switch means, responsive to the control signal and receiving first and second frequency divided oscillation signals and first and second frequency divided reference signals, for switching between one of the first and second frequency divided oscillation signals and between one of the first and second frequency divided reference signals to output a frequency divided local oscillation signal and a frequency divided reference signal, the first and second frequency divided oscillation signals being generated by dividing the frequency of the output of the local oscillator and the first and second frequency divided reference signals being generated by dividing the frequency of an output of a reference oscillator; and
a phase comparator for comparing the phases of the frequency divided local oscillation signal and the frequency divided reference signal.
2. A frequency synthesizer circuit as claimed in claim 1, further comprising:
a first divider for generating the first frequency divided oscillation signal; and
a second divider for generating the second frequency divided oscillation signal.
3. A frequency synthesizer circuit as claimed in claim 2, wherein the first divider is coupled to the output of the local oscillator.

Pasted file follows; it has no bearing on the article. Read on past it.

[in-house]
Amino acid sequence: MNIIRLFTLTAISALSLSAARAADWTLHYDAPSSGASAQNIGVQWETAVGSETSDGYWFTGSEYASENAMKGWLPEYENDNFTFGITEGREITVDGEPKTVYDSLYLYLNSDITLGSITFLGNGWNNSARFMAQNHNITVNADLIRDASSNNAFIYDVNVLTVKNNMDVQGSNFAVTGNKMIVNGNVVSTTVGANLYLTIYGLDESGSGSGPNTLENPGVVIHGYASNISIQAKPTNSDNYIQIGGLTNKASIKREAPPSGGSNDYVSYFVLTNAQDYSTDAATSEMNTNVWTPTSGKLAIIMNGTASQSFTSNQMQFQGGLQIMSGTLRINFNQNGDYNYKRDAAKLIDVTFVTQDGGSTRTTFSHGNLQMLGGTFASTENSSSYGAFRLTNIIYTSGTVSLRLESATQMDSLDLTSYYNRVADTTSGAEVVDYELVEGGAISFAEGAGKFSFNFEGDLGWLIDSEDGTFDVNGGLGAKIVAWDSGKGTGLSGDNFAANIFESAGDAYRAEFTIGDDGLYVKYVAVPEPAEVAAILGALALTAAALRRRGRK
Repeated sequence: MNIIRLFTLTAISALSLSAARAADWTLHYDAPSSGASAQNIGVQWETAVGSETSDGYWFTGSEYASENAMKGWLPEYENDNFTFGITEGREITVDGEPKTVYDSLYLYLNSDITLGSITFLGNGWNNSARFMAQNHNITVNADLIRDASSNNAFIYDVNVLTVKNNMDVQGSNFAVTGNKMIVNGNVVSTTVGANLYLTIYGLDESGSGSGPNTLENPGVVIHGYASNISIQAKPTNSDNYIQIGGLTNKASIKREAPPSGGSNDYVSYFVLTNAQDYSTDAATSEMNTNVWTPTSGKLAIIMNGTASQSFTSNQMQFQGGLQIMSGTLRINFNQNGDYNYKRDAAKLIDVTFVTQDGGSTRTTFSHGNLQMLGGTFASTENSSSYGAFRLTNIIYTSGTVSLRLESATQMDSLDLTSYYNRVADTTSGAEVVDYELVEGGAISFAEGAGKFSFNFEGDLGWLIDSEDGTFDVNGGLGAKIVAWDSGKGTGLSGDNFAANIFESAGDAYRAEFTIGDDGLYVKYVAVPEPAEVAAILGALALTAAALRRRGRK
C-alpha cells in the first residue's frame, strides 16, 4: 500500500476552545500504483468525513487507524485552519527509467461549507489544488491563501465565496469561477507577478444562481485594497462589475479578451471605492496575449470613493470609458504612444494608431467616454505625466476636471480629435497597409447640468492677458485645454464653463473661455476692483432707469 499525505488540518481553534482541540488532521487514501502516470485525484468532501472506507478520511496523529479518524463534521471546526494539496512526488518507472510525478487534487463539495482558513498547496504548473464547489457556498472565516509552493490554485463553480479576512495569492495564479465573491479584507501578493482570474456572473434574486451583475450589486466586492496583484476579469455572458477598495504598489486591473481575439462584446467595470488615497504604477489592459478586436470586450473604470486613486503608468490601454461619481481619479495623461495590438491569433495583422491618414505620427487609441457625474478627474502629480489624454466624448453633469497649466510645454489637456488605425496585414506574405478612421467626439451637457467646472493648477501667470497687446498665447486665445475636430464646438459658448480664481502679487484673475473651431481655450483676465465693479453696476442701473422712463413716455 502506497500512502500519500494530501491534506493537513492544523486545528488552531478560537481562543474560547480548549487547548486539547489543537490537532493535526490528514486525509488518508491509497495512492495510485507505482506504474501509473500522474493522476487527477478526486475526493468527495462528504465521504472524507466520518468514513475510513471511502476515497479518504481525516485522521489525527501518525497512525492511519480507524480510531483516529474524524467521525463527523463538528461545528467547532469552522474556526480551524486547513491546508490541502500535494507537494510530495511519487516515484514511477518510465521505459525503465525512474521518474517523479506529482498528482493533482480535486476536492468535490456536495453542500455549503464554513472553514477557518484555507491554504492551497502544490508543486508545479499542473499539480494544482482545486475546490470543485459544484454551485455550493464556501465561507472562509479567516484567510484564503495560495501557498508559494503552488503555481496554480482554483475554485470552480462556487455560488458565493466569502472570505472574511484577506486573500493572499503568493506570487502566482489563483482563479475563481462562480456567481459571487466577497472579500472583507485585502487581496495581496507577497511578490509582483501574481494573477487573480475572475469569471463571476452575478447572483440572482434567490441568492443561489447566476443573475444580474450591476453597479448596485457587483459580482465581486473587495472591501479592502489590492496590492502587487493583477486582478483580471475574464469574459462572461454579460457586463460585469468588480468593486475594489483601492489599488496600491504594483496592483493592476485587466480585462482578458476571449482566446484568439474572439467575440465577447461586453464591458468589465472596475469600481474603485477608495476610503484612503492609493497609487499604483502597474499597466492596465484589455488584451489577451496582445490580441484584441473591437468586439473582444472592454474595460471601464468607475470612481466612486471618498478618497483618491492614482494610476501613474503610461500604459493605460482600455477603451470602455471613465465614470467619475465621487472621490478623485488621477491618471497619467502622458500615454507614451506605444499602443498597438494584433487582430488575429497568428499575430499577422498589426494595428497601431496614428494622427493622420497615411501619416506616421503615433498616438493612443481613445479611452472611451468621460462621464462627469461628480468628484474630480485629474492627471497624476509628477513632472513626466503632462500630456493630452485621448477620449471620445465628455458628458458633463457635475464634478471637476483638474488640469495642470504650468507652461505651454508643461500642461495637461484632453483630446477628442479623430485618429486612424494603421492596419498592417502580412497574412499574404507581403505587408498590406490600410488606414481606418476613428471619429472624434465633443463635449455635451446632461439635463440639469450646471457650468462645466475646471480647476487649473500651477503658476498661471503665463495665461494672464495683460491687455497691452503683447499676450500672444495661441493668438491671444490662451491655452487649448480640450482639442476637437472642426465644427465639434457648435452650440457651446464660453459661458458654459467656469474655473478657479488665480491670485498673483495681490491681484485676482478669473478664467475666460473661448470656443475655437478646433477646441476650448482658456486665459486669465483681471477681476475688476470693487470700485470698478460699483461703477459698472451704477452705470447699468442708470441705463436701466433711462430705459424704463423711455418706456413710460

4. A channel selecting circuit comprising:
a tuner for converting a high frequency signal to an intermediate frequency signal by mixing the high frequency signal with a local oscillation signal, said tuner comprising a local oscillator for generating the local oscillation signal;
a detector for detecting a difference between a frequency of the intermediate frequency signal and a predetermined frequency to produce a difference signal;
a first divider for dividing a signal proportional to the local oscillation signal to produce a first divided oscillation signal;
a reference oscillator for outputting a reference oscillation signal;
a second divider for dividing the reference oscillation signal from the reference oscillator to produce a first divided reference signal;
a third divider for dividing the first divided oscillation signal from the first divider to produce a second divided oscillation signal;
a fourth divider for dividing the first divded reference signal from the second divider to produce a second divided reference signal;